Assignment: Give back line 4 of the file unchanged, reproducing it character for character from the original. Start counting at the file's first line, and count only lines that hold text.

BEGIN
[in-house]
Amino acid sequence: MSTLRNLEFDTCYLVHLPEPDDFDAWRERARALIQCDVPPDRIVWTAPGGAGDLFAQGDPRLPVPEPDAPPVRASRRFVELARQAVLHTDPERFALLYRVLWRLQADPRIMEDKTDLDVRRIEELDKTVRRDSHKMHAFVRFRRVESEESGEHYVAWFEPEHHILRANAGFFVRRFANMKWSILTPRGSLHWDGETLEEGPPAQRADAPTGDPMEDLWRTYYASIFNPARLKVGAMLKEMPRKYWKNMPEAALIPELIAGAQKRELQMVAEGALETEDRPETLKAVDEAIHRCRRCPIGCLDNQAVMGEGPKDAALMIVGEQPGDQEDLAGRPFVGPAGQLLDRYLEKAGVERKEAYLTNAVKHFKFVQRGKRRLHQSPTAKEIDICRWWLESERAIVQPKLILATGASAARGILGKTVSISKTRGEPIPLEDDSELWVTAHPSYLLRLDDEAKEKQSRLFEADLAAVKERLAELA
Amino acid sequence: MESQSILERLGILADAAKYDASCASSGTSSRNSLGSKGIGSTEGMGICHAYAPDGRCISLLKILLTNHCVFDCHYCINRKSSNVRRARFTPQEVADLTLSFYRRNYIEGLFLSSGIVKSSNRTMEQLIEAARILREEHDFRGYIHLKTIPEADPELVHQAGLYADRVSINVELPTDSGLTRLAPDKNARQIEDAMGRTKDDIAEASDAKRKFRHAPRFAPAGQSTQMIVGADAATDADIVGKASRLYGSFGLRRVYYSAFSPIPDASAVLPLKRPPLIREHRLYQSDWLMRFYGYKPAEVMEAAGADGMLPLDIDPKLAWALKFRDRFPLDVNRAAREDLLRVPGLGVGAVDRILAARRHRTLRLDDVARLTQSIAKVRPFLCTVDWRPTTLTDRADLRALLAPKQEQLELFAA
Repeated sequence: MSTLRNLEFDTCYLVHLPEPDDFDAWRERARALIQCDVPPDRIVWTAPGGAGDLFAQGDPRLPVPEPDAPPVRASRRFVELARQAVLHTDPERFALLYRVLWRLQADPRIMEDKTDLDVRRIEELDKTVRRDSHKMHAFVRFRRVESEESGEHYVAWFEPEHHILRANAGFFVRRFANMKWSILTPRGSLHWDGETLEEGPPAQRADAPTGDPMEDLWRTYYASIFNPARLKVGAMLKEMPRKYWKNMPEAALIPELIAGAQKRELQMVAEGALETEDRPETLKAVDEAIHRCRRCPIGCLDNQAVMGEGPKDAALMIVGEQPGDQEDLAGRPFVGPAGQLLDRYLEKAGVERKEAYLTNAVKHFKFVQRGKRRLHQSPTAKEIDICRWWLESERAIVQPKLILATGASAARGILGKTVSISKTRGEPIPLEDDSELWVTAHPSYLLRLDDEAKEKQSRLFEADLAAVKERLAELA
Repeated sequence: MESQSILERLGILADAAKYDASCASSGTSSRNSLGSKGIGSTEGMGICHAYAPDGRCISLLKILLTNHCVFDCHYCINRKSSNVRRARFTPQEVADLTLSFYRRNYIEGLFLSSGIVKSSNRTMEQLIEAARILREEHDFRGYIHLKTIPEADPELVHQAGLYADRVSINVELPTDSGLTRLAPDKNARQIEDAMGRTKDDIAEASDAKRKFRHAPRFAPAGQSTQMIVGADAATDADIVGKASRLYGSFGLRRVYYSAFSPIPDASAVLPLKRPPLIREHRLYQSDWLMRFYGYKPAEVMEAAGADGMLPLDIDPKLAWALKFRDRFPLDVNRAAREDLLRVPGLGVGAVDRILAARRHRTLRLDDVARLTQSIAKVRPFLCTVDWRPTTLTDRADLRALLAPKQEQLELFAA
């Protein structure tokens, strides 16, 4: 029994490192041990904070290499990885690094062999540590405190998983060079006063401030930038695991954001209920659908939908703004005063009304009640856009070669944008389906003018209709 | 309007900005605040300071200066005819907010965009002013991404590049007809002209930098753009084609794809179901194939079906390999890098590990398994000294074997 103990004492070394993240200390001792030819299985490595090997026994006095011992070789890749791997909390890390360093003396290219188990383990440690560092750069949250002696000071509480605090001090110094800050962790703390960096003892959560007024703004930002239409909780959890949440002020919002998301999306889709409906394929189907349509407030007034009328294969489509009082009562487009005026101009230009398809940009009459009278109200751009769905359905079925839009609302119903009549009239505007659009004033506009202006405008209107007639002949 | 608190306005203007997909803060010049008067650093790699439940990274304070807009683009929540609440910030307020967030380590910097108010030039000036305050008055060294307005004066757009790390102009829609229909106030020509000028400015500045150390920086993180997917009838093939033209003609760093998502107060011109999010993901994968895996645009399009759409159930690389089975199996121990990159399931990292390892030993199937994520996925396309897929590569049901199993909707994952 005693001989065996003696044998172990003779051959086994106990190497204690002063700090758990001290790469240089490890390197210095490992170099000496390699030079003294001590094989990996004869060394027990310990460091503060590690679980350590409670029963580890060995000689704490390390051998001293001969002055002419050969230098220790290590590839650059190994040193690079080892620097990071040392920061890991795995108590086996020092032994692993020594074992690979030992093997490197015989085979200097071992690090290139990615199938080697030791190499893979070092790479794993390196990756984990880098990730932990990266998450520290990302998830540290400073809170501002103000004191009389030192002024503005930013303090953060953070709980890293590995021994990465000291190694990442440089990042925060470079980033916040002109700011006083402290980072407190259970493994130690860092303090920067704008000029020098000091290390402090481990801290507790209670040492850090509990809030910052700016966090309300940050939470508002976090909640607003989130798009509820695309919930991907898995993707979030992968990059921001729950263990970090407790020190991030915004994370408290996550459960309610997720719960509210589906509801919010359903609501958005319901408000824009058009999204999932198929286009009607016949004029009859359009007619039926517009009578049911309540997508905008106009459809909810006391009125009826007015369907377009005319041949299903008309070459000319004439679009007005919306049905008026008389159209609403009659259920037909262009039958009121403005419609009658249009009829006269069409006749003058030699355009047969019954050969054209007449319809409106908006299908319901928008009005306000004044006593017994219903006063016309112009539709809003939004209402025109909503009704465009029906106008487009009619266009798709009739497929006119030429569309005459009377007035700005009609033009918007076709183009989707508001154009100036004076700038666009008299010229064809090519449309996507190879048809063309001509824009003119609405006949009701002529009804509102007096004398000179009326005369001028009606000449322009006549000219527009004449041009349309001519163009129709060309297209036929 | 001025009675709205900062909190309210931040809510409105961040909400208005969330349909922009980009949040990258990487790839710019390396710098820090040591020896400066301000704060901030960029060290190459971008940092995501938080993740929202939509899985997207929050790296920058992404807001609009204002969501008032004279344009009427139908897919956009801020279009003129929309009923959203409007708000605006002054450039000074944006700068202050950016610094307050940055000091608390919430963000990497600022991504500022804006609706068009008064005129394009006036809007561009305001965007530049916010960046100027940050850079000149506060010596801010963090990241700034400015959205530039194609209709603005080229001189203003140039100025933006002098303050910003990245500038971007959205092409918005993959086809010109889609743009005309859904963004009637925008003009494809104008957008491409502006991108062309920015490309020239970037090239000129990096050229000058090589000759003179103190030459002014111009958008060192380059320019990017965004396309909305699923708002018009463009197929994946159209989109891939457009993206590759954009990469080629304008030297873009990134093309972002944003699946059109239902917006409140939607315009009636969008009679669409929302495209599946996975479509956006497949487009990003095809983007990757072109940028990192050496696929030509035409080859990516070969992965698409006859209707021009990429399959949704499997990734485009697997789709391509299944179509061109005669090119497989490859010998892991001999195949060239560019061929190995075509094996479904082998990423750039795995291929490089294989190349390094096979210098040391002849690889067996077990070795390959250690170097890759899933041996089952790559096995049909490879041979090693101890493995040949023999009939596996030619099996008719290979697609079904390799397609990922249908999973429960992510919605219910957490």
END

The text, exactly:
Repeated sequence: MSTLRNLEFDTCYLVHLPEPDDFDAWRERARALIQCDVPPDRIVWTAPGGAGDLFAQGDPRLPVPEPDAPPVRASRRFVELARQAVLHTDPERFALLYRVLWRLQADPRIMEDKTDLDVRRIEELDKTVRRDSHKMHAFVRFRRVESEESGEHYVAWFEPEHHILRANAGFFVRRFANMKWSILTPRGSLHWDGETLEEGPPAQRADAPTGDPMEDLWRTYYASIFNPARLKVGAMLKEMPRKYWKNMPEAALIPELIAGAQKRELQMVAEGALETEDRPETLKAVDEAIHRCRRCPIGCLDNQAVMGEGPKDAALMIVGEQPGDQEDLAGRPFVGPAGQLLDRYLEKAGVERKEAYLTNAVKHFKFVQRGKRRLHQSPTAKEIDICRWWLESERAIVQPKLILATGASAARGILGKTVSISKTRGEPIPLEDDSELWVTAHPSYLLRLDDEAKEKQSRLFEADLAAVKERLAELA